Kenya and other regional economies will have to inject Sh4.2 billion in fresh capital into the East African Development Bank (EADB) within the next two years as part of their commitment to the regional lender.
A credit analysis note by rating agency Moody’s says that Kenya being a shareholder has to make good its promise to increase the bank’s capital base. It was not immediately clear what arrears were attributable to each country.
Shareholders agreed to pump in $90 million (Sh7.9 billion) in 2005 over a five-year period but so far only $42 million (Sh4.2 billion) has been paid. Moody’s says that the $58 million (Sh5.1 billion) balance is to be paid by Kenya, Uganda and Tanzania who are the bank’s member states.
“The full amount is to be paid in by 2016 for historical shareholders, and by 2019 in the case of Rwanda,” says Moody’s.
Rwanda joined in 2008 and agreed to pay its share of $22.5 million (Sh1.97 billion) by 2019.
As at the end of December 2013, Kenya and Uganda each had a 27 per cent stake in the regional development financial institution while Tanzania had a 24 per cent stake.
Burundi is the only country in the region that is not a shareholder in EADB but applied for membership. EADB has in recent years gone through a rough patch prompting the recapitalisation.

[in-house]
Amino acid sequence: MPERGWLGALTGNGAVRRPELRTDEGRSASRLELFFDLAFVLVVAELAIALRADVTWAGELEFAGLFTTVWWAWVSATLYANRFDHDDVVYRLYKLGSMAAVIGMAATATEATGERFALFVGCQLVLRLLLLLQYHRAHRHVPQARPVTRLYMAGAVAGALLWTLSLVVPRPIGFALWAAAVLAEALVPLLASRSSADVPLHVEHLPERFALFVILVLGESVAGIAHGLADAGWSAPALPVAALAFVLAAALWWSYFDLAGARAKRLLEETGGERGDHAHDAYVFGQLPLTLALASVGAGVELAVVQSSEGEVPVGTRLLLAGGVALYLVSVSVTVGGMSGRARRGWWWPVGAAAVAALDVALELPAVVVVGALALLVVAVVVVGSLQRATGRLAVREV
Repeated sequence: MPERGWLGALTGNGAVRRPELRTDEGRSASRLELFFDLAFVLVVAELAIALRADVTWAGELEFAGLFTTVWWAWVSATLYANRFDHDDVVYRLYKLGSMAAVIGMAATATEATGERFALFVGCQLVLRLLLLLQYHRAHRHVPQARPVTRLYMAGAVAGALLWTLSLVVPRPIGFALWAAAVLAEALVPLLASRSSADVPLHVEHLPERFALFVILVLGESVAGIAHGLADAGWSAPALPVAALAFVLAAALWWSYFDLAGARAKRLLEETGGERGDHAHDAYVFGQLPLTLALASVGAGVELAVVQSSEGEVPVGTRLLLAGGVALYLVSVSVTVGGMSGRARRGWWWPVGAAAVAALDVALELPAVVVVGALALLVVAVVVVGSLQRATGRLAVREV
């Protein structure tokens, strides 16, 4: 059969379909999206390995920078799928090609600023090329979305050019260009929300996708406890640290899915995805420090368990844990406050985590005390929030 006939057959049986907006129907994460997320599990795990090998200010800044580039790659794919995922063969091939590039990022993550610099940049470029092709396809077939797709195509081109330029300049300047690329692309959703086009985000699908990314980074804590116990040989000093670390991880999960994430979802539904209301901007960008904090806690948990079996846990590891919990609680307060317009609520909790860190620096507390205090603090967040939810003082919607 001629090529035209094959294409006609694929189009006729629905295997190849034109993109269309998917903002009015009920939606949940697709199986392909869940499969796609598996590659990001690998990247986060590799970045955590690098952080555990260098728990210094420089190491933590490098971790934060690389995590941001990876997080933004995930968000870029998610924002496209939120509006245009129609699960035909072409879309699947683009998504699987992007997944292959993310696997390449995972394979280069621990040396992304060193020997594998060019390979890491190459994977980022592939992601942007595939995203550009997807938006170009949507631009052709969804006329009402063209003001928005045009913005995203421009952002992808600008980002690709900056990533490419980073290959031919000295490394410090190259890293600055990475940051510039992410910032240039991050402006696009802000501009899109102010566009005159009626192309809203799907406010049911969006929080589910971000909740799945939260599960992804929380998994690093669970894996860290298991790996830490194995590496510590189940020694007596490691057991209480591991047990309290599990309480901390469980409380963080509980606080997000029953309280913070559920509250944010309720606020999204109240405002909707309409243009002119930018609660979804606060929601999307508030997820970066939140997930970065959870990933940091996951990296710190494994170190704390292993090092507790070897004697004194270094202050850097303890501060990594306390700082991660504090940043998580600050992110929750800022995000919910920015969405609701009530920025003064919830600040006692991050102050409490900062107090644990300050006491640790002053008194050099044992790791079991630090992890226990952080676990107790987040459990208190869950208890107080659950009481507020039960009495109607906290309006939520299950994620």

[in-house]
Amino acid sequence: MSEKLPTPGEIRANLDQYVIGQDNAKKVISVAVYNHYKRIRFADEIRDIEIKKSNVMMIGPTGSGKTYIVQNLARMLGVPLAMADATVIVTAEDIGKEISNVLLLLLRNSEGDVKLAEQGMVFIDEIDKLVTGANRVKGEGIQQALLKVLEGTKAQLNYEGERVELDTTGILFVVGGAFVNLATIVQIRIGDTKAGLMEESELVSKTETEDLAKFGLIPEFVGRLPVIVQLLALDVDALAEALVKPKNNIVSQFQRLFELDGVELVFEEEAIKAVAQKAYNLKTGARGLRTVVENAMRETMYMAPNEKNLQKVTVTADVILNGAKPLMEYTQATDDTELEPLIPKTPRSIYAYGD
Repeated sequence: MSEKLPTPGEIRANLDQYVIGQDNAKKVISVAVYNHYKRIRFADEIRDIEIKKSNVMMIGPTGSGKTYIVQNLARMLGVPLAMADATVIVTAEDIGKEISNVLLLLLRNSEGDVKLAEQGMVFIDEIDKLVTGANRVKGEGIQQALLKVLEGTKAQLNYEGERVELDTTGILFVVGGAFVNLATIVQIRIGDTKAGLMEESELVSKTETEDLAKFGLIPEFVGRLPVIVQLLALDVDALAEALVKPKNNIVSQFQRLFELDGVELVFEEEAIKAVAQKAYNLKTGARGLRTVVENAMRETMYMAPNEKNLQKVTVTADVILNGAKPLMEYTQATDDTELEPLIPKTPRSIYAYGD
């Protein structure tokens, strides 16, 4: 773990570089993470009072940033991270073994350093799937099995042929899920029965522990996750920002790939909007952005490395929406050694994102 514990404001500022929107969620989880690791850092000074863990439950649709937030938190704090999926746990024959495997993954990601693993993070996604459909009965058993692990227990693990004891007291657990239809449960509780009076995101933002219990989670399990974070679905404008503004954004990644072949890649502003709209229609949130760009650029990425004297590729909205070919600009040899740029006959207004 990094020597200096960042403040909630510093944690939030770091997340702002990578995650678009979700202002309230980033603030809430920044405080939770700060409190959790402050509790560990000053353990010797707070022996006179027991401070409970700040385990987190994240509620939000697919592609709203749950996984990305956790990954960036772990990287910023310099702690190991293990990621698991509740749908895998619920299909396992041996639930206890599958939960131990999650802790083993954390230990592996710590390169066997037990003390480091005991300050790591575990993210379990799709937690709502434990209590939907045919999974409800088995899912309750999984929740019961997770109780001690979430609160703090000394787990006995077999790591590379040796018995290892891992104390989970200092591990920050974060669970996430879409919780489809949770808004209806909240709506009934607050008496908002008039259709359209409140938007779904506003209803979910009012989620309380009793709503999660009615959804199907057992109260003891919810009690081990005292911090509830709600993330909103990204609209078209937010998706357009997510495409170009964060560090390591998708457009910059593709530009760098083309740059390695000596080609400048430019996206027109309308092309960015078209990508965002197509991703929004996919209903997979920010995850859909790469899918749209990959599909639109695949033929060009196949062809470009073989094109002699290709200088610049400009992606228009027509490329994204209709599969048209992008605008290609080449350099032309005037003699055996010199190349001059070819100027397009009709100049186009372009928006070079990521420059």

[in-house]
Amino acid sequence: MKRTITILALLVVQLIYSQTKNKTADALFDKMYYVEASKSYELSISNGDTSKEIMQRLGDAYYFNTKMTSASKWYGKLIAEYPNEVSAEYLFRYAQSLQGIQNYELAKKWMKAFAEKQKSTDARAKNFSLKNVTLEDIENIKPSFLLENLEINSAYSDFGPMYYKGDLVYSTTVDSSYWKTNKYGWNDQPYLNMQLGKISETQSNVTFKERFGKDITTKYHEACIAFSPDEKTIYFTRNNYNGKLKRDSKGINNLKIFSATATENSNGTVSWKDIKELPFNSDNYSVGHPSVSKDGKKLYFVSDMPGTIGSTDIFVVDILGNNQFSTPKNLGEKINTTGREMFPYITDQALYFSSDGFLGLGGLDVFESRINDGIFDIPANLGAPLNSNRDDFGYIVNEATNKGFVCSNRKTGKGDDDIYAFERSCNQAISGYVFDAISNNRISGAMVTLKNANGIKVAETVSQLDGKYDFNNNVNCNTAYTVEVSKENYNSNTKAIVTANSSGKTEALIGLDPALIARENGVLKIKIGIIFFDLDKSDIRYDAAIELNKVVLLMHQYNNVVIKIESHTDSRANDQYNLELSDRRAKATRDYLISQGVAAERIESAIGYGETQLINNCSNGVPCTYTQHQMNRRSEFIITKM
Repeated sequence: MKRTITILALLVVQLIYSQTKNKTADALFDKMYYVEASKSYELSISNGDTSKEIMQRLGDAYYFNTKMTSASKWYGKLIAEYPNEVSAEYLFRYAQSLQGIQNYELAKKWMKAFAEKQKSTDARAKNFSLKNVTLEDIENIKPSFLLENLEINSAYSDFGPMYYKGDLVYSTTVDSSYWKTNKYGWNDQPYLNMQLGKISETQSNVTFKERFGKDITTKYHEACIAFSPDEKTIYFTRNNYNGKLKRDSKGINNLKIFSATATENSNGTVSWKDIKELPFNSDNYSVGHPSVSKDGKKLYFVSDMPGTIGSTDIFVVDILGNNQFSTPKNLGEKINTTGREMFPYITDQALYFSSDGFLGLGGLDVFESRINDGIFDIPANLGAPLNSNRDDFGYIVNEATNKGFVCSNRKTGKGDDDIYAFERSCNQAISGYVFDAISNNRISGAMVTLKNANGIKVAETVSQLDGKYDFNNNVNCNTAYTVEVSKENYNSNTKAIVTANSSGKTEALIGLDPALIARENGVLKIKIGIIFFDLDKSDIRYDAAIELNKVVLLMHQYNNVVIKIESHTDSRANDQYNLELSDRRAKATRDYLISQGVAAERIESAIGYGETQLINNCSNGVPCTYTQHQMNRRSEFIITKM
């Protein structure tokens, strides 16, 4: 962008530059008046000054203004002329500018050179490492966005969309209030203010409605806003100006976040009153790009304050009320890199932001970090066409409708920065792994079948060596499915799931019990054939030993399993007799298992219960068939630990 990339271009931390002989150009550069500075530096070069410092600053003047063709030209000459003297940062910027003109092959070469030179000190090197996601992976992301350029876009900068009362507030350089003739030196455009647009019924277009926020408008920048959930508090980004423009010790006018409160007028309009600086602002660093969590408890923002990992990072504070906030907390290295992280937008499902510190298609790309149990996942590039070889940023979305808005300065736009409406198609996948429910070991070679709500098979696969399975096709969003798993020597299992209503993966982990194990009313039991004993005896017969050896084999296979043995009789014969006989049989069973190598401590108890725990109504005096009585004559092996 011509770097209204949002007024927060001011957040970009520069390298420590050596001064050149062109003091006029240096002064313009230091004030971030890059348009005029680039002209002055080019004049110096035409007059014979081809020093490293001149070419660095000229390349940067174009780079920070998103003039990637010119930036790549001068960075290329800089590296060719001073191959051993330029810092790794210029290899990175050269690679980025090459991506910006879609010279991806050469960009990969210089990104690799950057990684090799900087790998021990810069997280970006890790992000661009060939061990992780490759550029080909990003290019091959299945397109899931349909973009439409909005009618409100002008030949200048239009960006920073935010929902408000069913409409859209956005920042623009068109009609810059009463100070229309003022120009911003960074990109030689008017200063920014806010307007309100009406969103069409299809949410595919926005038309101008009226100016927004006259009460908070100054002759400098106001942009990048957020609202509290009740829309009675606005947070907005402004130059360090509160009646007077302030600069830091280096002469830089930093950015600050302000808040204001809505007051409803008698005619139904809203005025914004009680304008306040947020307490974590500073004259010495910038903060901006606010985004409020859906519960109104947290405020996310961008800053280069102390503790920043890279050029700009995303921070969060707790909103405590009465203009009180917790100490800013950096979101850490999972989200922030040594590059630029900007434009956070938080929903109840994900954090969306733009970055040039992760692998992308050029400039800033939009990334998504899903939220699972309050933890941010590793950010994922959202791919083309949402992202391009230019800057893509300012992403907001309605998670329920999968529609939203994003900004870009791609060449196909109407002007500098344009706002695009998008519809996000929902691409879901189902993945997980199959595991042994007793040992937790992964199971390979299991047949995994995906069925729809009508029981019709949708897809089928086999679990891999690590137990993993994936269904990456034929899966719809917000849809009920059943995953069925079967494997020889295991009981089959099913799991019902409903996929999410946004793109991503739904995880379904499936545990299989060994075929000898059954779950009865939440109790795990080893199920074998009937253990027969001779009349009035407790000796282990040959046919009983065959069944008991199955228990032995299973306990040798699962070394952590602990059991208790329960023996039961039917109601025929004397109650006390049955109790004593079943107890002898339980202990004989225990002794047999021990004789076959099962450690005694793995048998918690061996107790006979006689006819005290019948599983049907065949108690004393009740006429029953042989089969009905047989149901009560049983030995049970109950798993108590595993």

It was the only survivor when the old EAC collapsed and is viewed as critical to funding capital formation in the region.
Non-state shareholders are African Development Bank, which has an 11 per cent stake, FMO three per cent, DEG and other commercial banks have a one per cent stake each.
The bank is also carrying out a bond programme which will see it raise Sh2 billion by the end of the year, that is part of its Sh10.6 billion programme.
EADB director-general Vivienne Yeda had earlier said that proceeds from the bond will be used to finance projects in agriculture, infrastructure and energy.
The lender joins Housing Finance, Britam, CIC Insurance, NIC and Home Africa as companies that are going to the bond market to look funding in 2014.
Companies are keen to secure medium-term funds in local currencies in which they lend to avoid volatility associated with hard currency injections especially from international financiers.